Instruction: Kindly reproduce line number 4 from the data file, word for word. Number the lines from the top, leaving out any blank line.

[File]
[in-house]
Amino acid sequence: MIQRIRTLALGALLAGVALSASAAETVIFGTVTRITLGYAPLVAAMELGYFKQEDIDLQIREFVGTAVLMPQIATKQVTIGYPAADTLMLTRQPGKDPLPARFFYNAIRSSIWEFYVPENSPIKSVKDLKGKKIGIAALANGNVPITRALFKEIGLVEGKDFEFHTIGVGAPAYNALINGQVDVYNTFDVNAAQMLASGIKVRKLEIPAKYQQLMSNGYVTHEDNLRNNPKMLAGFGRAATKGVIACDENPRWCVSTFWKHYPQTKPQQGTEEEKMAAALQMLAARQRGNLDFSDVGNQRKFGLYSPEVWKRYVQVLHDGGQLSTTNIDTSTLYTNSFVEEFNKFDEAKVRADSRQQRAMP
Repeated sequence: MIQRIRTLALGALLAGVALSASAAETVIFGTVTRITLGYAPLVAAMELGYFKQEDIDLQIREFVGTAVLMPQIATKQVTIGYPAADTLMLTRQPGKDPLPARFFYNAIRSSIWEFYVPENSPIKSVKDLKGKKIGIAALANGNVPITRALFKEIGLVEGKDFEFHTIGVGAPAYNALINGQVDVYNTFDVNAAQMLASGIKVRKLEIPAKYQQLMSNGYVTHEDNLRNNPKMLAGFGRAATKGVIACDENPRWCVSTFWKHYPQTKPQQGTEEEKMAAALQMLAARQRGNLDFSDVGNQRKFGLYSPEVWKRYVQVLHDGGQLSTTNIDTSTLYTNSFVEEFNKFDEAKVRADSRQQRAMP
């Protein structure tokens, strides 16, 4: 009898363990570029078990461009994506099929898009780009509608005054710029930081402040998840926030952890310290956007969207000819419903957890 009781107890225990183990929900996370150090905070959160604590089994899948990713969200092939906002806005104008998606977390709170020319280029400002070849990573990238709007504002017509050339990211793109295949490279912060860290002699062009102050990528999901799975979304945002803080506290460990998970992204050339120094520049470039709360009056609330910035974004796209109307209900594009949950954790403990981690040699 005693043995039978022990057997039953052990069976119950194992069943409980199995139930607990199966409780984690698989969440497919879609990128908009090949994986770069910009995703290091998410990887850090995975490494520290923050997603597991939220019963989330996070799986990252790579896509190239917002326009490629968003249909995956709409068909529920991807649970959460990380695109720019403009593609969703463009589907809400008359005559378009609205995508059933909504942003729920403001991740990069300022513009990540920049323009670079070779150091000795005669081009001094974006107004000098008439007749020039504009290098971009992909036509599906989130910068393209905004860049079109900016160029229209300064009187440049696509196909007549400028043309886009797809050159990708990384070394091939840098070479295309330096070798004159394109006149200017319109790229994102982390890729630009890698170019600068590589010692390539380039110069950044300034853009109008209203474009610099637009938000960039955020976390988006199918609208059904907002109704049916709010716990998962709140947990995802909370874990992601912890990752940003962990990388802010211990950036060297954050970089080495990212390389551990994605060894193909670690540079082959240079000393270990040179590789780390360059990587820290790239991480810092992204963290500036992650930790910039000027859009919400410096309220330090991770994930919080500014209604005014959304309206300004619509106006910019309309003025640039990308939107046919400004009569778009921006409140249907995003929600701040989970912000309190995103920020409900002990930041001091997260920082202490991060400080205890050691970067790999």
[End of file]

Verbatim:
């Protein structure tokens, strides 16, 4: 009898363990570029078990461009994506099929898009780009509608005054710029930081402040998840926030952890310290956007969207000819419903957890 009781107890225990183990929900996370150090905070959160604590089994899948990713969200092939906002806005104008998606977390709170020319280029400002070849990573990238709007504002017509050339990211793109295949490279912060860290002699062009102050990528999901799975979304945002803080506290460990998970992204050339120094520049470039709360009056609330910035974004796209109307209900594009949950954790403990981690040699 005693043995039978022990057997039953052990069976119950194992069943409980199995139930607990199966409780984690698989969440497919879609990128908009090949994986770069910009995703290091998410990887850090995975490494520290923050997603597991939220019963989330996070799986990252790579896509190239917002326009490629968003249909995956709409068909529920991807649970959460990380695109720019403009593609969703463009589907809400008359005559378009609205995508059933909504942003729920403001991740990069300022513009990540920049323009670079070779150091000795005669081009001094974006107004000098008439007749020039504009290098971009992909036509599906989130910068393209905004860049079109900016160029229209300064009187440049696509196909007549400028043309886009797809050159990708990384070394091939840098070479295309330096070798004159394109006149200017319109790229994102982390890729630009890698170019600068590589010692390539380039110069950044300034853009109008209203474009610099637009938000960039955020976390988006199918609208059904907002109704049916709010716990998962709140947990995802909370874990992601912890990752940003962990990388802010211990950036060297954050970089080495990212390389551990994605060894193909670690540079082959240079000393270990040179590789780390360059990587820290790239991480810092992204963290500036992650930790910039000027859009919400410096309220330090991770994930919080500014209604005014959304309206300004619509106006910019309309003025640039990308939107046919400004009569778009921006409140249907995003929600701040989970912000309190995103920020409900002990930041001091997260920082202490991060400080205890050691970067790999």